So here’s the deal. Declan has always been sensitive. And we have always been about withholding media for him, especially violent media. Sure, he would watch a bit of the Wiggles and Blue’s Clues since, well, forever. And to my ever living shame, it turned into a habit where he does it during breakfast – argh! But sometimes you do what works in the rhythm of your family.
I remember reading my mommy message boards and being appalled when one of them brought her 18 month old to see Spider-Man 2. The movie! The one with Doc Ock and his crazy metallic tentacles! What??
As I (and Declan) have grown older, I have realized that each kid has their own threshold for these things, but seriously? Eighteen months? At 18 months, you can’t even discuss what they are seeing and explain the why’s, how’s and the NOT REALS.
But in retrospect, I realize that we probably went a bit to far in the other direction. Oh, I know we were following Declan’s lead. When a 5 year old watches Curious George and bursts into tears every other minute, clearly they are not ready for the hard stuff.
As in: Star Wars.
Which is what all the kids love, and many of them have seen. Even the later ones (or “earlier” ones, depending on how you look at it).
But I know he can’t handle it, and I still have that anti-gun, anti-violence, anti-screentime voice niggling in my head.
So, we have talked about the movie, told him about the characters, purchased a few books, and when we got the Wii – the Lego Star Wars game. We hesitated letting him play the game, but after we checked it out, we realized there was less fighting and more puzzle-solving.
So we gave it a shot.
And he’s totally digging it. Not scared, not upset when someone gets lost, not worried over the consequences… it’s like the new ways video games are being used for curing phobias, where patients explore things in the virtual world to conquer their fears in the real world.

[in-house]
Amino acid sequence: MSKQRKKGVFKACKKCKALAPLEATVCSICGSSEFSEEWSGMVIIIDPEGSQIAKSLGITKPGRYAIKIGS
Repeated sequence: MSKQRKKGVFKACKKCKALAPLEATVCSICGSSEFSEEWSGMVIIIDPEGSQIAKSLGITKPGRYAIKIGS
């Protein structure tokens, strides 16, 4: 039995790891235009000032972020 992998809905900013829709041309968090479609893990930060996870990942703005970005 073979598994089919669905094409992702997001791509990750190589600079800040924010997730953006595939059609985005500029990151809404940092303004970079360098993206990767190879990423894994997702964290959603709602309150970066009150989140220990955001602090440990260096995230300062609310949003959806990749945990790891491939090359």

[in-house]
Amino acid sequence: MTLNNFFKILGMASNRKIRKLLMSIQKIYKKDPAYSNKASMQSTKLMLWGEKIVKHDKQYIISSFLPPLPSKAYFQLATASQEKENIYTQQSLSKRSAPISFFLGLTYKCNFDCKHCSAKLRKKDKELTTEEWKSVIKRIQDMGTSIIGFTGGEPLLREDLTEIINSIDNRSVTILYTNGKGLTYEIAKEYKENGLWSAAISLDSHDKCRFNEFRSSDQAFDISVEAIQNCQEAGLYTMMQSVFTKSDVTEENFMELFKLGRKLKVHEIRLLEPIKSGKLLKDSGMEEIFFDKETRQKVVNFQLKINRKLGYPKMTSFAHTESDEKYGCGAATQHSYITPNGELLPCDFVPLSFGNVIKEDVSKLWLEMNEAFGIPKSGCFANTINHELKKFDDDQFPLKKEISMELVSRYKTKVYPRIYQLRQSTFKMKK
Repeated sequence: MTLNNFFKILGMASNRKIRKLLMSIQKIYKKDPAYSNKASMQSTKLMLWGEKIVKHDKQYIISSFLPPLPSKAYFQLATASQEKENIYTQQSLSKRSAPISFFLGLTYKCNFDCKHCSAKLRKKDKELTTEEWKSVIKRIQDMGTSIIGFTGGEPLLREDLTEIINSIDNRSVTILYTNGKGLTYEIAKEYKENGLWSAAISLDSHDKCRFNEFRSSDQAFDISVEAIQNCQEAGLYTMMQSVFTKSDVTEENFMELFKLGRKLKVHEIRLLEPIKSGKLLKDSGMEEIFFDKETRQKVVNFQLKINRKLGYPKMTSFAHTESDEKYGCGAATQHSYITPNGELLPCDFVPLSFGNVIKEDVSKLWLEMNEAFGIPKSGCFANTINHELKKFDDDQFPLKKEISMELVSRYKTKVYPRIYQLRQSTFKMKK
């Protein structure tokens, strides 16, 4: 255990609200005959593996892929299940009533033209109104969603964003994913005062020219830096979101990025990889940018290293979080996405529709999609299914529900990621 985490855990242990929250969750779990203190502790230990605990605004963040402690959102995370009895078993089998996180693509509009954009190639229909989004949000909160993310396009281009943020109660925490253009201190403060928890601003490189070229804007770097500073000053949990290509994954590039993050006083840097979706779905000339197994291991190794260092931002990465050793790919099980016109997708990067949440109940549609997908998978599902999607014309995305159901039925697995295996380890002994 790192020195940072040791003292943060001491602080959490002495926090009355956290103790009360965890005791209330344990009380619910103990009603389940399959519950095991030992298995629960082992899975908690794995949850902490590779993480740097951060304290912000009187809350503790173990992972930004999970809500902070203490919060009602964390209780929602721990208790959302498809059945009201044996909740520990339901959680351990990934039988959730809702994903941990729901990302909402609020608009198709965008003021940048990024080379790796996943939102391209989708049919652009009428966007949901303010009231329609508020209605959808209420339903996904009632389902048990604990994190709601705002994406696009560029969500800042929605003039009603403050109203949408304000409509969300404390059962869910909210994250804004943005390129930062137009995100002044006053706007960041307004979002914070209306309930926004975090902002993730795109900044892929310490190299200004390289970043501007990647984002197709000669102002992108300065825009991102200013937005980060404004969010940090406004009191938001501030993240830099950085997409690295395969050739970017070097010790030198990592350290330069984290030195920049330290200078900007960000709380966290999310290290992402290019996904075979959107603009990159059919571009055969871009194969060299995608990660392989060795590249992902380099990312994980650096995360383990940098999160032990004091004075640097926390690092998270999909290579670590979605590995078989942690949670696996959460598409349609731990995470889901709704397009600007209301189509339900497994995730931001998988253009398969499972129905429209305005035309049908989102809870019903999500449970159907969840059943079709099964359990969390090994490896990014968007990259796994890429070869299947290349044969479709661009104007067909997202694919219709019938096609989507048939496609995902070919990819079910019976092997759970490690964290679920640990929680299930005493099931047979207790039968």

OK, a bit less dramatic than that, but you get my drift.
We make sure we have chats after we play. “What is real about the game?… What is not?… One thing that we don’t like about video games is they show that fighting as an answer to problems. How do we like to solve problems?”
And when he is ready (it will be a while), we’ll let him watch the first (fourth) Star Wars.
I realize this is a little backwards, and it will sure be interesting when he finally does see the movie and he knows all the characters and the plot before he sees it.
It sure seemed backwards to his friend Aidan, who is allowed to watch the first (last) three movies but not play video games. He was astounded when he found out that Declan *could* play the Star Wars game. I explained to them both that each family had their own way of doing things and their own pace, and what works for one may not work for the other.
But I *still* would never take my 18 month old to see Spider-Man 2.